Hone your research skills

Institutions that can’t host admitted students this spring have a lot of information to share with you, if you’re willing to take advantage of it. “Read — really read — the material your admissions offices are putting out,” says Elena Ragusa, director of strategic initiatives at Rutgers University. “It will include a lot of the content that you would receive at admitted student days and on a campus tour. Many of them will offer virtual tours too, giving you a glimpse into the physical campus.”

John Gaines, director of undergraduate admissions at Vanderbilt University, echoes this advice. “In this unprecedented time in U.S. higher education, it’s incumbent on admitted students and their families to dig deep, thinking carefully about the aspects of college/university that really matter to them individually, and then to rely on their research skills.”

And don’t depend solely on what the admissions office puts out. University websites are broad and deep. “Do some sleuthing to find offices like student affairs and career services, too; these are services you will likely take advantage of to round out your experience. Also, look for university-sanctioned, student-run accounts like student assemblies and programming boards. The student voice will give you a good idea of campus culture and student-body priorities,” Ragusa said.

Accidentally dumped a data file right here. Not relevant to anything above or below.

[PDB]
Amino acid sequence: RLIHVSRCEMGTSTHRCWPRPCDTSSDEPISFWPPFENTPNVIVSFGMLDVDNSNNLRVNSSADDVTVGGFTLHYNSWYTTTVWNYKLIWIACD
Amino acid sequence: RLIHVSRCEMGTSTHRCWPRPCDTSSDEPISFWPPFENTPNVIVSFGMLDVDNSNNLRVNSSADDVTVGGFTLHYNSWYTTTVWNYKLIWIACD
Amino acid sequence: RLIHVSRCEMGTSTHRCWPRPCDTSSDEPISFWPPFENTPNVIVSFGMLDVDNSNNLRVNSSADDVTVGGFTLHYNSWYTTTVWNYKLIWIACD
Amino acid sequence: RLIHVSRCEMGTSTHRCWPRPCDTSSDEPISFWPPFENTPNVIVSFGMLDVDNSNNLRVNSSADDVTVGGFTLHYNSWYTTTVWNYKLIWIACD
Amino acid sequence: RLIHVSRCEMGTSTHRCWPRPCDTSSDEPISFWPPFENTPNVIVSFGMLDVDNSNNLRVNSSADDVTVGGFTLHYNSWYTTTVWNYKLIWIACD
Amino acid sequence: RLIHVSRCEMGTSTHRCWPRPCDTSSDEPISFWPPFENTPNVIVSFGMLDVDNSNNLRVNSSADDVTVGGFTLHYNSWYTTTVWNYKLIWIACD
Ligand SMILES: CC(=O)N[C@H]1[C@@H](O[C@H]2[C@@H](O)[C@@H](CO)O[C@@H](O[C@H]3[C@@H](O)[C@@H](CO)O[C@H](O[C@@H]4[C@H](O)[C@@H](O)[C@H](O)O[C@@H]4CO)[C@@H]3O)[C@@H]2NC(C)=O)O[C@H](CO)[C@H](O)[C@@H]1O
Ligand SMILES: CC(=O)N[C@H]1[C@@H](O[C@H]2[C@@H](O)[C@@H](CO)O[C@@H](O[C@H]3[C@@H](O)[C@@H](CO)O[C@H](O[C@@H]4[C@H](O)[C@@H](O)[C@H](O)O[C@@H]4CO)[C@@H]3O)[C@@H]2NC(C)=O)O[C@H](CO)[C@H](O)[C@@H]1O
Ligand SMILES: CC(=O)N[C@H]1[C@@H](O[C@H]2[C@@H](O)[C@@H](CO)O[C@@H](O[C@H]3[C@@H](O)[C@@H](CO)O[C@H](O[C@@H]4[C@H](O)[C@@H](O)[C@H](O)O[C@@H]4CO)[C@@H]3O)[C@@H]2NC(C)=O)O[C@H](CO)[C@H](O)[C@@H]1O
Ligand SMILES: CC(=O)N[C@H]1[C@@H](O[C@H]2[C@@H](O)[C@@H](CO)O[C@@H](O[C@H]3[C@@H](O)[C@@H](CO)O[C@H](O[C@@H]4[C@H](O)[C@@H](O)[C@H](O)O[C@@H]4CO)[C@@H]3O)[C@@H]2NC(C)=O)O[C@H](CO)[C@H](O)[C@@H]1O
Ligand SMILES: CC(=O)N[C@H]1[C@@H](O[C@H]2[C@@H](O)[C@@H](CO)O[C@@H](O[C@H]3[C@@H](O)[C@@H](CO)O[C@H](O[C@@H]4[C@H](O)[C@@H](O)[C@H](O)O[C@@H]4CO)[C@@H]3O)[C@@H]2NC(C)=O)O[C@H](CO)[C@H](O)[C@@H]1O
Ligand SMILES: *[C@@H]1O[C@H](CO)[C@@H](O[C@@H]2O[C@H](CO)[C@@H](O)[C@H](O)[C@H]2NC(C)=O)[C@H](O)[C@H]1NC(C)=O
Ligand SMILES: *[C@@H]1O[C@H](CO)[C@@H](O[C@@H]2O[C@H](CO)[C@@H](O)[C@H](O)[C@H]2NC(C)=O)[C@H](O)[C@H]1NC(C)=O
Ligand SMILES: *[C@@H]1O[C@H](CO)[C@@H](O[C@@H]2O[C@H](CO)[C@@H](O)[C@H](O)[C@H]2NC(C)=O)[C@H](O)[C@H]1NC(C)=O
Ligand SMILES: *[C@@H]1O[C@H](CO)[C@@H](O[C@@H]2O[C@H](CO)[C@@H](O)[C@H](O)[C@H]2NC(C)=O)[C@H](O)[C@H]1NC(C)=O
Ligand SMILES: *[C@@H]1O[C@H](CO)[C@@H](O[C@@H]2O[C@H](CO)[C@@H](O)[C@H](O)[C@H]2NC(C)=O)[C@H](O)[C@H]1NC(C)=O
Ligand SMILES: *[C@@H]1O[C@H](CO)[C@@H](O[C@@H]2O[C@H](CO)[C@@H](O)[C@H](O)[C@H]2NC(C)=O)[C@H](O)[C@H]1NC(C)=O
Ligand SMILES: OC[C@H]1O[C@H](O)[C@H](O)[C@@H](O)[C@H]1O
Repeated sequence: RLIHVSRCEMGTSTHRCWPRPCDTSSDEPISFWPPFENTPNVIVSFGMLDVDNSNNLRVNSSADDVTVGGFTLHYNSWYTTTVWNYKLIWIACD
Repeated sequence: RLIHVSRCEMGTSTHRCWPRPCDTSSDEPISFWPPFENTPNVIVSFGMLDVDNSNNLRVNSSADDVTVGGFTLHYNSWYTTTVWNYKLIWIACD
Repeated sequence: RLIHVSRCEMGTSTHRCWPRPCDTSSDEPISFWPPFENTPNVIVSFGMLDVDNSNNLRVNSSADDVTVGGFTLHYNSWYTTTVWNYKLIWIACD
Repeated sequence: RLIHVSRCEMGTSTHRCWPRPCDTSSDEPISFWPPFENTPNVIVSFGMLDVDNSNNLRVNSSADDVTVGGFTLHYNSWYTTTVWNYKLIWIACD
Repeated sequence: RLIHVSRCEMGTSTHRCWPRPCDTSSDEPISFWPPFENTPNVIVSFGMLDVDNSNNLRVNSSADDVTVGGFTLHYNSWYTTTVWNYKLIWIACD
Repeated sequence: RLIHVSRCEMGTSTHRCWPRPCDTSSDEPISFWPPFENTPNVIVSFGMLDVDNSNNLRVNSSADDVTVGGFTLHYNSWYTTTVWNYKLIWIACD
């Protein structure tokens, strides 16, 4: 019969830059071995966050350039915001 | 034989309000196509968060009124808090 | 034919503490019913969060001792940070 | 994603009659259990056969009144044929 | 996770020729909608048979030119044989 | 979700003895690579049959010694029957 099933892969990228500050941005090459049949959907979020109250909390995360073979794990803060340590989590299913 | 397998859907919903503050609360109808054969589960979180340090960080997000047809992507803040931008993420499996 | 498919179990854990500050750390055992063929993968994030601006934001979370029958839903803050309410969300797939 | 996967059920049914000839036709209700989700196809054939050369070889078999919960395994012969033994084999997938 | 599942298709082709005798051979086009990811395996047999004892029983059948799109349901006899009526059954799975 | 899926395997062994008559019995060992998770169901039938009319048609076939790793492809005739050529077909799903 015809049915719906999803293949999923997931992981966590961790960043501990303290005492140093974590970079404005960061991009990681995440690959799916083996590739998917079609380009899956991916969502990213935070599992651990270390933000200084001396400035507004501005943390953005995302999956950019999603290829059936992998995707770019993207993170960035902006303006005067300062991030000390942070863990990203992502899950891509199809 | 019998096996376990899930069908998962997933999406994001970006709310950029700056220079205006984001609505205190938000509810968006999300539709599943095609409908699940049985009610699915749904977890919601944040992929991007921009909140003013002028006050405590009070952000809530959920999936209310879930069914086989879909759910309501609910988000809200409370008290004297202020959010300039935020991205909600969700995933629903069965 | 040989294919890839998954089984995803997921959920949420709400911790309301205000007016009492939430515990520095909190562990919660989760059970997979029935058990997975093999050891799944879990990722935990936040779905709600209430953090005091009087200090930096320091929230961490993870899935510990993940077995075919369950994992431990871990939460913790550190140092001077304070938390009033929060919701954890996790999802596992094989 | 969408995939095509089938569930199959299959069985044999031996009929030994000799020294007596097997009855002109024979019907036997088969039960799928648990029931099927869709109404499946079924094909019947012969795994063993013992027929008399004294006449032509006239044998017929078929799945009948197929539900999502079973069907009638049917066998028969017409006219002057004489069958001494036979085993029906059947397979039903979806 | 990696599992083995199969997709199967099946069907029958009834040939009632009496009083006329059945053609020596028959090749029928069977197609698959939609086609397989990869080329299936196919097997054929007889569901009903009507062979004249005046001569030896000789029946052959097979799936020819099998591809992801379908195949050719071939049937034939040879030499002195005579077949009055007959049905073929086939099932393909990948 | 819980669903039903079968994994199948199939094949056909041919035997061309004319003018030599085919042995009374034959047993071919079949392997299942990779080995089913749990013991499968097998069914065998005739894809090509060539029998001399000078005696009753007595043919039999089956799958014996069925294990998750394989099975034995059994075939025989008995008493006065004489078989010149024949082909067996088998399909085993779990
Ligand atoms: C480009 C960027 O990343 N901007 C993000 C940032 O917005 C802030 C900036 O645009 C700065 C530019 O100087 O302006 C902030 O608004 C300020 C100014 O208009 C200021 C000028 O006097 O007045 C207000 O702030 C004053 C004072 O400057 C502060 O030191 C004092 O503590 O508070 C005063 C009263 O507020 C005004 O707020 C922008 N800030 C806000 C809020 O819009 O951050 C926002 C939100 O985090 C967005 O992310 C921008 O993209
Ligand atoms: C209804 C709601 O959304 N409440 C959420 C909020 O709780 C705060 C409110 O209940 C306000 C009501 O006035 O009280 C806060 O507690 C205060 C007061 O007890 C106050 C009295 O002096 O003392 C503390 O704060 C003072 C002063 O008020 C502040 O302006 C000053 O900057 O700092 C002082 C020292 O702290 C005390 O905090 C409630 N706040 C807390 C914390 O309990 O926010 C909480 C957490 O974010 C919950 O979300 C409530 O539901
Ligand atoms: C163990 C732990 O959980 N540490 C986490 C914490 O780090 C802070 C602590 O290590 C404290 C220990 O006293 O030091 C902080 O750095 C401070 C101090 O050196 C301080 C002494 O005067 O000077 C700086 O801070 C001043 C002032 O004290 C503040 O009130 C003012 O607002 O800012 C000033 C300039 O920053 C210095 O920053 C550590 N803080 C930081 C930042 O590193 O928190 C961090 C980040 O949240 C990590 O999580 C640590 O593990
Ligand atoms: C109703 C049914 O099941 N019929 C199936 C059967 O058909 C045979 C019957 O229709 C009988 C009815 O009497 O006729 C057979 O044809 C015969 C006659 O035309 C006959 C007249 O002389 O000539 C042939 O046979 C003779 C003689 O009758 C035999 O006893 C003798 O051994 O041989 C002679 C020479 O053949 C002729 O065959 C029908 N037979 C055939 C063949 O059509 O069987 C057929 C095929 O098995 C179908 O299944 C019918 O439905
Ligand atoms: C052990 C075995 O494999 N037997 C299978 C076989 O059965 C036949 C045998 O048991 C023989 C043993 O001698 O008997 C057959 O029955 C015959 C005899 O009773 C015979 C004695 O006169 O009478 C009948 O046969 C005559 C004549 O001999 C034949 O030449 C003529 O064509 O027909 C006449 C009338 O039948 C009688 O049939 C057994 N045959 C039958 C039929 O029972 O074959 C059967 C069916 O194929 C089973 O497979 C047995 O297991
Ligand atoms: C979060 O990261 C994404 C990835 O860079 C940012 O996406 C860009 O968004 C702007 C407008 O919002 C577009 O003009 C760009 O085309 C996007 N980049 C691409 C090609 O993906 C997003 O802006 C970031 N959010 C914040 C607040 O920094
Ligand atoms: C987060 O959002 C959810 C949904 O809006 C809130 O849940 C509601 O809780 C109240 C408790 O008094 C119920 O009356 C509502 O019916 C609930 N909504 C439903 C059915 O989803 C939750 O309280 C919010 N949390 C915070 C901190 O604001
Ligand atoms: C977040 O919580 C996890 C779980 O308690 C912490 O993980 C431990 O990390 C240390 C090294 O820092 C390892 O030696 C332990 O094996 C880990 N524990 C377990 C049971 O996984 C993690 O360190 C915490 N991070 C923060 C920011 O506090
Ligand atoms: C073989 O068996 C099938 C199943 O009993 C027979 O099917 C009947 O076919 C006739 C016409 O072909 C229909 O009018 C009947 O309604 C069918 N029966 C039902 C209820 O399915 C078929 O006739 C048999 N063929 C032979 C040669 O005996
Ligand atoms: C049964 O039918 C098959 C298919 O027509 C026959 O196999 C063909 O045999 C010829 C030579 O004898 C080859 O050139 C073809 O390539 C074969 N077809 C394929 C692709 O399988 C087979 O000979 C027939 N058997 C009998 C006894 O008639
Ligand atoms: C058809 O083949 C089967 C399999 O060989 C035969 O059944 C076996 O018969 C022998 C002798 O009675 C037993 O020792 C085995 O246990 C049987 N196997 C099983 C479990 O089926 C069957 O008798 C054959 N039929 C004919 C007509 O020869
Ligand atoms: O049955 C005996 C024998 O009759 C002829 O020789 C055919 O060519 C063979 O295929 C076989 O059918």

Leverage social networks and personal connections

“Universities invest a lot of resources in their social media,” Ragusa said. And now they will likely be using them in new ways. Watch videos, check out photos, read and engage with posts and participate in live events sponsored by colleges.

On your own social media accounts, conduct a scan to see if you know anyone currently attending an institution you are considering and consider reaching out to them. If you don’t have a direct connection to someone, put out a general call, or ask a guidance counselor or trusted teacher for leads.

“With many universities extending spring breaks and moving coursework to be remote, recent graduates from your high schools may be back in town, and it could provide an opportunity to hear from them directly about their college experiences,” Ragusa said. “Remember that not everyone’s experience will be the same at any given institution, but coupled with other strategies, this could give you good insight.”

Institutions are ready and willing to step up in providing students what they need to make an informed college decision.

“Colleges and universities have invested a tremendous amount in the past five years in their online footprint. Go on a virtual tour or several. Email students. Join them for chats. Read about the research various faculty members do online,” says Jeremiah Quinlan, dean of undergraduate admissions and financial aid at Yale University. “There is almost more you can learn online than you can learn on-campus these days.”